Similar to EEMBC CoreMark, certified scores are not required for FPMark, but EEMBC will promote the use of certified scores for members to ensure high-quality results. Non-members may obtain the entire FPMark suite, including source code and documentation, for only $495 for a single user corporate license or $195 for academic licensing. Contact EEMBC for more details.
EEMBC, the Embedded Microprocessor Benchmark Consortium, founded in 1997, develops and certifies real-world benchmarks and benchmark scores. The processor benchmarks help designers select the right embedded processors and compilers for their systems. The system benchmarks help consumers and IT professionals select the best smartphones, tablets, and networking firewall appliances. Every processor submitted for EEMBC benchmarking is tested for parameters representing different workloads and capabilities in communications, networking, office automation, automotive/industrial, and embedded Java. System tests focus on two areas – smartphones/tablets and network appliances. With members including leading semiconductor, intellectual property, and compiler vendors, and leading OEMS, EEMBC establishes benchmark standards and provides certified benchmarking results through the EEMBC Technology Center. For more information, visit www.eembc.org.
EEMBC, CoreMark, and BrowsingBench are registered trademarks of the Embedded Microprocessor Benchmark Consortium. All other trademarks appearing herein are the property of their respective owners.
Word copy of release
You can tweet or share the release directly from the EEMBC Press Center on HughesCom’s website. The release, graphic and background materials are also available for download.
1 Additional Technical Information
- A Fast Fourier Transform takes any function and converts it to an equivalent set of sine waves. The analysis is important in applications such as audio, spectral analysis, and image compression.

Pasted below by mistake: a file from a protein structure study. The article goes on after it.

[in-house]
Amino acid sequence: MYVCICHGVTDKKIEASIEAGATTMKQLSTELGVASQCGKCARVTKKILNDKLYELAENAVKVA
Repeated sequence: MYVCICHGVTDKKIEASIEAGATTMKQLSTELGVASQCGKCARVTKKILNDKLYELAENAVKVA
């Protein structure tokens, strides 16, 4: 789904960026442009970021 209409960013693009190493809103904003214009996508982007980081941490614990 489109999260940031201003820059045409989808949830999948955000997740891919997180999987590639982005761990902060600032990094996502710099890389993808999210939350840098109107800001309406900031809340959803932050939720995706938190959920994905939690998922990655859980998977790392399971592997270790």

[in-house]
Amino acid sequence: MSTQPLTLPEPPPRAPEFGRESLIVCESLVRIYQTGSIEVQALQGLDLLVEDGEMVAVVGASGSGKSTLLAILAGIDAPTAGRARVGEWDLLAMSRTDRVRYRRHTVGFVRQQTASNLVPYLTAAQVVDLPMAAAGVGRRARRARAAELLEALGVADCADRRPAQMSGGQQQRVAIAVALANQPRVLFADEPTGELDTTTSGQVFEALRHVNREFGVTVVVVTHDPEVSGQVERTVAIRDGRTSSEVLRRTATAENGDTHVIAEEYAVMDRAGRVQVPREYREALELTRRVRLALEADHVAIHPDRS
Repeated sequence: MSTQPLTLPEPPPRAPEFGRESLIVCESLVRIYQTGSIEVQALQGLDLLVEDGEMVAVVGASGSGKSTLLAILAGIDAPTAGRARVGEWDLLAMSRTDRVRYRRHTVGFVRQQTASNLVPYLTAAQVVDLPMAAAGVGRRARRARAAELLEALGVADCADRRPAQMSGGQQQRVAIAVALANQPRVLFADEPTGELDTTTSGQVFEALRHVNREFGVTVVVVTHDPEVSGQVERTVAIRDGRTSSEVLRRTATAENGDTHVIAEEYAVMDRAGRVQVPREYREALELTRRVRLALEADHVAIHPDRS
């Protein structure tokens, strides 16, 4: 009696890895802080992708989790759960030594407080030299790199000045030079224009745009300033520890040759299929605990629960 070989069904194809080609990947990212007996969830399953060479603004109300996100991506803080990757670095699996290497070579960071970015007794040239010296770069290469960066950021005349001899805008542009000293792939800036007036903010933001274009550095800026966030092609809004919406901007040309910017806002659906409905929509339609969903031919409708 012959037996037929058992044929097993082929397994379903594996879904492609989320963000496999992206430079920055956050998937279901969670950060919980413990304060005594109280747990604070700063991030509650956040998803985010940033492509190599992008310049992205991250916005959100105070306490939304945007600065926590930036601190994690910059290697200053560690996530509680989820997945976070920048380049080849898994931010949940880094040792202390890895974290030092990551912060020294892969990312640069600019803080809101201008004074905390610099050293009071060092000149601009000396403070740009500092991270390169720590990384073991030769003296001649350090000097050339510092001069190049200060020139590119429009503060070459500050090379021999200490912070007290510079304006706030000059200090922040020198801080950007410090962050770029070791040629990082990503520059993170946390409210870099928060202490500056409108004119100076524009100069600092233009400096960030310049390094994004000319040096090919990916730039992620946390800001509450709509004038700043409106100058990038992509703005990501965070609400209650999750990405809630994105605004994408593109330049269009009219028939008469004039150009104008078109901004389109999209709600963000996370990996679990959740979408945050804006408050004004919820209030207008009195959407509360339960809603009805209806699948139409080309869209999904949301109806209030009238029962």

- Horner’s Method is used to approximate the roots of a polynomial.
- The Linear Algebra benchmark, derived from Linpack, is useful for understanding balancing forces in structural engineering, converting between reference frames in relativity, solving differential equations, and understanding rotation and fluid flow, among other problems.
- ArcTan, also known as inverse trigonometric functions, calculates the angles of a right triangle by using the ratio of two sides of the triangle to calculate the angle between them.
- Fourier Coefficients is a numerical analysis routine for calculating series or representing a periodic function by a discrete sum of complex exponentials.
- Neural Net is a small but functional back-propagation neural net simulator; neural net algorithms are computer programs that can identify complex relationships among data.
- Black Scholes is a mathematical model developed to calculate the value of financial derivatives, such as stock options.
- Enhanced Livermore Loops, one of the more popular FP benchmarks, are loops of computer code, extracted from operational programs used at Lawrence Livermore Labs that test the computational capabilities of parallel hardware and compiled software.
- LU Decomposition – apps like solving linear equations or matrix inversion
- Ray tracer - technique for image generation by tracing light path through pixels in an image plane and simulating the effects of its encounters with virtual objects.